Why are these pageants held? What do they mean for different actors – participants, audience and organisers, as well as for military gender regime in general? How do representations of female soldiers in official military discourse contribute to the state’s war effort?

The risks of objectification

The body plays an important role in construing women’s identities. The desire to achieve hegemonic ideals of beauty, as promoted in popular culture, often lead women to engage in traumatic practices (fasting, plastic surgery) or difficult relationships with their own bodies (anorexia, compulsive overeating, bulimia). Indeed, the fact that women can now work traditionally male jobs (particularly in the military) doesn’t liberate them from social control over their bodies. Indeed, society forces them to prove that they haven’t lost their femininity on joining the military, that they haven’t become an “undefined” sex or gender.

Meanwhile, for many female soldiers “remaining a woman” becomes an internal demand as they try to balance between their identities as soldiers and women. In this context, beauty pageants become a means of adapting to everyday life in the military and the frontline — conditions which restricts the space for performing one’s femininity. These pageants thus create an attractive image of army life for women who perceive military service as a threat to their femininity.

Here, women’s individual rank and experience are of secondary importance. “We want to show the whole country how charming and beautiful our women serving in the military are,” reads the announcement for the “Miss Military Fantasy” competition. Sexualised images of women holding weapons and wearing uniform accompany the promotion, suggesting not only the organisers’ intention, but also that military women shouldn’t be ashamed of their sexuality.

Indeed, the glamour and eroticism of this pageant is clearly aimed at heterosexual men, who are led to understand that the army isn’t just about subordination, but a place where you can find a lover, partner and wife. Images of women’s bodies become an effective tool to attract male recruits. “The fact that more and more young and beautiful educated women are joining our army is definitely the best advert for the Armed Forces of Ukraine,” reads an article by a Ministry of Defence newspaper.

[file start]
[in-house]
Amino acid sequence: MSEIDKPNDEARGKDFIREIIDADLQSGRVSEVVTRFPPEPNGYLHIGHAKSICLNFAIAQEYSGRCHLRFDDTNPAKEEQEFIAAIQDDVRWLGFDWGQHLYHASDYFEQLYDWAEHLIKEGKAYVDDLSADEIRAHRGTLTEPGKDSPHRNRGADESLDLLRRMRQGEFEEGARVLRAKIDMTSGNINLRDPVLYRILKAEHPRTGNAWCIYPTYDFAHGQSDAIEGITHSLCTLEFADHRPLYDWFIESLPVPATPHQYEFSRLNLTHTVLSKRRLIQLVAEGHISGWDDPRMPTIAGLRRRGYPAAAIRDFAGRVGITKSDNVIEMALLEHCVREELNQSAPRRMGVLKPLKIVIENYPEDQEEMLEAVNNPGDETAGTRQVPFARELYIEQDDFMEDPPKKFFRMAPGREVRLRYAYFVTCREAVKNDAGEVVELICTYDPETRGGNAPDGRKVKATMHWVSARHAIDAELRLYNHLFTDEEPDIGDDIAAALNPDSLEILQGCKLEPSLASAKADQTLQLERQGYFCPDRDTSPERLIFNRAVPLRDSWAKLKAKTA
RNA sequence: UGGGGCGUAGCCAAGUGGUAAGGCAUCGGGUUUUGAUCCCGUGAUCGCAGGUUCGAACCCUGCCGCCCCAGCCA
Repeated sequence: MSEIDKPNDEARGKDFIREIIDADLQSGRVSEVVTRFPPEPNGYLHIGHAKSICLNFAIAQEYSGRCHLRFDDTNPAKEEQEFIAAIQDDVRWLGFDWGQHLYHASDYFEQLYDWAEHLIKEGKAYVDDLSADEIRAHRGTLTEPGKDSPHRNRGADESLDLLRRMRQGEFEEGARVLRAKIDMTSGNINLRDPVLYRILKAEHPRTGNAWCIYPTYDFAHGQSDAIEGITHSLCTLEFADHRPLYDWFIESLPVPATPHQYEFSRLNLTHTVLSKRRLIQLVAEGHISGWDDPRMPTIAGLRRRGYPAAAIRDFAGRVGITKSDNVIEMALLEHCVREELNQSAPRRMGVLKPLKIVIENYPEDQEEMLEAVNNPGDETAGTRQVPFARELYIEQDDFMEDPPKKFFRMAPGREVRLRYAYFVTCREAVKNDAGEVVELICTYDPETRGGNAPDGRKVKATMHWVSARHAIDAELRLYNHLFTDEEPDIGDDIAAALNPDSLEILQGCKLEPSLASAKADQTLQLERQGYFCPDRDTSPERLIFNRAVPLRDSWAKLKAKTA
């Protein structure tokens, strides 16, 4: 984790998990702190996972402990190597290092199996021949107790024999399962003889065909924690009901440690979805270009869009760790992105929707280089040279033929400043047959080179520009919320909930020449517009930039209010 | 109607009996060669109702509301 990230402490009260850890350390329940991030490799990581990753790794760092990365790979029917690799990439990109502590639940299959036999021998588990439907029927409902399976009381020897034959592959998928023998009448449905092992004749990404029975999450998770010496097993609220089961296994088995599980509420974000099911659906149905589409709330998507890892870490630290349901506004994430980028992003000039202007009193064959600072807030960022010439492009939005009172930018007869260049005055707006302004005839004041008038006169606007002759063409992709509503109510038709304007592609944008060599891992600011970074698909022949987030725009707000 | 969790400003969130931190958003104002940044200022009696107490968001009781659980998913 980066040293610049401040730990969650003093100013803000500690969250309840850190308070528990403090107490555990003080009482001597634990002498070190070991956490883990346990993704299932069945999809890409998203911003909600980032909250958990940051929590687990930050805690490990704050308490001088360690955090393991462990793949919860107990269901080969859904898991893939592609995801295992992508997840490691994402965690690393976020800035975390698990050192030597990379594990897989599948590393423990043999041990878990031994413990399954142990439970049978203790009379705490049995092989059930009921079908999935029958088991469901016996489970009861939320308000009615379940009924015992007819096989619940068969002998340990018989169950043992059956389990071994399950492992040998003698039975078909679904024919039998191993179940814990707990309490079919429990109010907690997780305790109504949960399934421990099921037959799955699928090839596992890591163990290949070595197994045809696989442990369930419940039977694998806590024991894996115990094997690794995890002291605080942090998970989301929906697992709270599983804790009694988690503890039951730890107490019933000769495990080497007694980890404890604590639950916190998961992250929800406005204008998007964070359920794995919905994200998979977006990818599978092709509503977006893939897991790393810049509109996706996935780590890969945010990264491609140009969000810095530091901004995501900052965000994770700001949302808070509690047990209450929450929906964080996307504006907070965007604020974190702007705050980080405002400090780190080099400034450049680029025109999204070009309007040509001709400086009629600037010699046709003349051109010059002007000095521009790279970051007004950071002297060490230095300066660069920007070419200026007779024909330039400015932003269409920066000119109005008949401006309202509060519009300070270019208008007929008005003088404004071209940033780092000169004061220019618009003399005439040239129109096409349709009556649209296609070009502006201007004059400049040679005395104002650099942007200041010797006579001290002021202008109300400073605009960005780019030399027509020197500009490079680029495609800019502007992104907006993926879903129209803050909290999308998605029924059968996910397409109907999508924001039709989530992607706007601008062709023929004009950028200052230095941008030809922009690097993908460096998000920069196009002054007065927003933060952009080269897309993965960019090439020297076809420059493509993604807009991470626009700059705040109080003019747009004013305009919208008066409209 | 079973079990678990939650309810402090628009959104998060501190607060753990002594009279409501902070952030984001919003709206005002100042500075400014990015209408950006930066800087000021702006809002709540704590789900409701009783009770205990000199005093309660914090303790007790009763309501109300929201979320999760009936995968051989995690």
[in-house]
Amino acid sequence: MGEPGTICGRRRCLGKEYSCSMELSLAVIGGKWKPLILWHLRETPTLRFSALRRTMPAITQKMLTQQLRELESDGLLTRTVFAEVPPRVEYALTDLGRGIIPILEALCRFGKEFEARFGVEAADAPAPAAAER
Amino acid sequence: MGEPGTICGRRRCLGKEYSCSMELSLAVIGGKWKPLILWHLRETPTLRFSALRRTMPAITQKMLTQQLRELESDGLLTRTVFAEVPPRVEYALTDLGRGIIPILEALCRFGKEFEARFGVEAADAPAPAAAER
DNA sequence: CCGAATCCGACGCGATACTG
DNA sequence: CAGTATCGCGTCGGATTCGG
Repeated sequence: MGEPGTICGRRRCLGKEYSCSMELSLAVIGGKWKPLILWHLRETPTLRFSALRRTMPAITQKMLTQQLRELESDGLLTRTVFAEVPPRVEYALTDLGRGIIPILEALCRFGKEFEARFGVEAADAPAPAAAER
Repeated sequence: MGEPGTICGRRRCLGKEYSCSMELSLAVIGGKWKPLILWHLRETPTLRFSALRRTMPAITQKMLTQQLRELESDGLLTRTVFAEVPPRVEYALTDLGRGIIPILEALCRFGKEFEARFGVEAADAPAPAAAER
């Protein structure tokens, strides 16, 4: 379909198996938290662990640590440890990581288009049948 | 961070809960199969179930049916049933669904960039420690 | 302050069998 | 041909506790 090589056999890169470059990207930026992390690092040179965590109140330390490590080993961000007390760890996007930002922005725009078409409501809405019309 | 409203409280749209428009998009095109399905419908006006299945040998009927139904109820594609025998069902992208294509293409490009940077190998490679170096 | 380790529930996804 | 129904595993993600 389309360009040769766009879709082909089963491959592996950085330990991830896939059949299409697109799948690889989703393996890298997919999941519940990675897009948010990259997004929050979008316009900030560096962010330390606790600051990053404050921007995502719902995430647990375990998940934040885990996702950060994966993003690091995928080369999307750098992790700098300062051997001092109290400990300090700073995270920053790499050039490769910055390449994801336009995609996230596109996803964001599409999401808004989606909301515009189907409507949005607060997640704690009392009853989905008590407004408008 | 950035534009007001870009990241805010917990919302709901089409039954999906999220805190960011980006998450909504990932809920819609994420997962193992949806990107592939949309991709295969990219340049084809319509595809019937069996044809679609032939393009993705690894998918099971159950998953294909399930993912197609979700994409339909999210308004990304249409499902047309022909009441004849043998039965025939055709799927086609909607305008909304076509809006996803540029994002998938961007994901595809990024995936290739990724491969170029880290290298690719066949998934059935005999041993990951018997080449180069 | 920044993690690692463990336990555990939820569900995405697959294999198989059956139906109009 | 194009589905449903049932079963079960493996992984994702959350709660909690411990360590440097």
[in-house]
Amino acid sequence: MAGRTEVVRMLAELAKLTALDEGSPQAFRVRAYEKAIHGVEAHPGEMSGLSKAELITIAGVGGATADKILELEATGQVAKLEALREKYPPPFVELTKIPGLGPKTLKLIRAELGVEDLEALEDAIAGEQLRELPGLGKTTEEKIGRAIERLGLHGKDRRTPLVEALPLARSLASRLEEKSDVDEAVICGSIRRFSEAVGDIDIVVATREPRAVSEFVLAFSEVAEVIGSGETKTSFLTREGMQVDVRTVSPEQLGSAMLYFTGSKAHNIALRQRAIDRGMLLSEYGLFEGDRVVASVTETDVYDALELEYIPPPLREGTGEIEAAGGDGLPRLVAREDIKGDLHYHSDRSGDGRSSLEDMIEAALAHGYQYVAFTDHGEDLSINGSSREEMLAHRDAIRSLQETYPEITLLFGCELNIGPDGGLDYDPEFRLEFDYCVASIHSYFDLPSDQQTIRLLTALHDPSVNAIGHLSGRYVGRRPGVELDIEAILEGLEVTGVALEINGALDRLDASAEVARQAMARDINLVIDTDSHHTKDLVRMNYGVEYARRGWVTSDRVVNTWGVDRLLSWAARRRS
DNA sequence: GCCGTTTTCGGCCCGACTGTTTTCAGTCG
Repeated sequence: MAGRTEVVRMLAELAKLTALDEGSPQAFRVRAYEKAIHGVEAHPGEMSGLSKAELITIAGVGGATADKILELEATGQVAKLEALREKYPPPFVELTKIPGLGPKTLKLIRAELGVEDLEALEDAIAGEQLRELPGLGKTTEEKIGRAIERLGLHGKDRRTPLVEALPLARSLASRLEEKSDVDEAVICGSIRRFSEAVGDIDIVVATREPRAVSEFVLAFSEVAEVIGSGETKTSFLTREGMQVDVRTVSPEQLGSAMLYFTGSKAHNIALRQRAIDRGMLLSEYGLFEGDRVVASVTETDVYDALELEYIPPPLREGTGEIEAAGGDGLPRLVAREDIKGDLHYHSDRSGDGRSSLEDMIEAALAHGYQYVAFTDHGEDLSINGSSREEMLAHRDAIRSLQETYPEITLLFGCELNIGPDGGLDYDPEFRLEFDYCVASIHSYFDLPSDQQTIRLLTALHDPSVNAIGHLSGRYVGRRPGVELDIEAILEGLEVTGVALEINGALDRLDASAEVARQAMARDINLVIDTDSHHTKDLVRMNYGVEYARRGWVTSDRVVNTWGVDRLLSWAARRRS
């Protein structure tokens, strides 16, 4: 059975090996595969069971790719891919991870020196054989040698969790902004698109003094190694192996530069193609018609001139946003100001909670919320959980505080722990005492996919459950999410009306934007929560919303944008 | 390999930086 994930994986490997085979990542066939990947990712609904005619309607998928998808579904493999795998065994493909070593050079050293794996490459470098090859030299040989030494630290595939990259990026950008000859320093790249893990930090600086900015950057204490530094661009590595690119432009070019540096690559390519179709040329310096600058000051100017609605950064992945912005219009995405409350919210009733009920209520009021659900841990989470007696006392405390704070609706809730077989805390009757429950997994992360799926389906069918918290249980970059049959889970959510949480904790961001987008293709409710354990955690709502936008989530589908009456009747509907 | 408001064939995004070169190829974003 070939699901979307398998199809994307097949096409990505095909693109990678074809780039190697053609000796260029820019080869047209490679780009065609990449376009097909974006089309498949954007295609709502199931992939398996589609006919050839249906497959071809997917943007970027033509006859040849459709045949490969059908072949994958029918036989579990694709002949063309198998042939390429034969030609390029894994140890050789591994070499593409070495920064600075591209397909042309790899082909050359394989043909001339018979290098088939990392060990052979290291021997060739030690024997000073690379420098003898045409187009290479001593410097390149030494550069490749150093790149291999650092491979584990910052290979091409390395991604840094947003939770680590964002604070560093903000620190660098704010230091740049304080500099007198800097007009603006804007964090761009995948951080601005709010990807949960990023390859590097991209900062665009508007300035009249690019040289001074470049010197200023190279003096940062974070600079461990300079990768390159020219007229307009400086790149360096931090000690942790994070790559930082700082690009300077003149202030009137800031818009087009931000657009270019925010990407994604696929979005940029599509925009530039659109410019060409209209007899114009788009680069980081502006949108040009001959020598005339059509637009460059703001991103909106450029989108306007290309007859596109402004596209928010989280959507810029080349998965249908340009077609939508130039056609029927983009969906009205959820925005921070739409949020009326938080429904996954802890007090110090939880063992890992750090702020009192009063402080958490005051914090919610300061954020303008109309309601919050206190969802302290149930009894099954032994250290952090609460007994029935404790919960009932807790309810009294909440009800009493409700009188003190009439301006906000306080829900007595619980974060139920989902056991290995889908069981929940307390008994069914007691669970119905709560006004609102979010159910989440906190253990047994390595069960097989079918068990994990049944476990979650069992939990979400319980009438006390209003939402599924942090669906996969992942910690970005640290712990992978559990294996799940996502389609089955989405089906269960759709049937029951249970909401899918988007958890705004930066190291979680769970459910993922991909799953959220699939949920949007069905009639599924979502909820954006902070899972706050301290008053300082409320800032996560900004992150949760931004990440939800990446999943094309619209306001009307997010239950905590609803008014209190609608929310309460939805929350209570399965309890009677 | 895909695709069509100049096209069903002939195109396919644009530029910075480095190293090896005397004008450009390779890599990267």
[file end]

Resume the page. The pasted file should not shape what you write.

Given the high-level of tolerance to sexual harassment in the military, this message is problematic. Female veterans admit that women in the army encounter expectations of sexual services from their commanding officers, or sexual violence. The objectification of women in these pageants also encourages stereotypical attitudes towards women, the perception of them as sex objects. No less important here are the myths that female soldiers are promiscuous, and that they join the army to find sexual partners and husbands.

Space for empowerment

Despite the complexity of military beauty pageants, these events do leave space for servicewomen to express their agency in wartime. Photos of women posing next to the Ukrainian national flag or symbol, with ribbons in the national colours in their hair, emphasise the political motives of women’s engagement in the war. In certain instances, participants also use these images to demonstrate their military training, and the captions tell us about their successfully completed missions, questioning the myth — often used as an argument against integration — that women are too physically weak to serve in the army.

These representations of women confirm the fact Ukraine’s army is modernising and attempting to break through the archaic discourse about men’s exclusive right to defend the country. Ukrainian media, which often operate according to concepts of “heroines” and “defenders”, pick up this gender parity in their representation of women, who “improve life in eastern Ukraine with their work and service” and are making “an important contribution to building a free and democratic Ukraine”.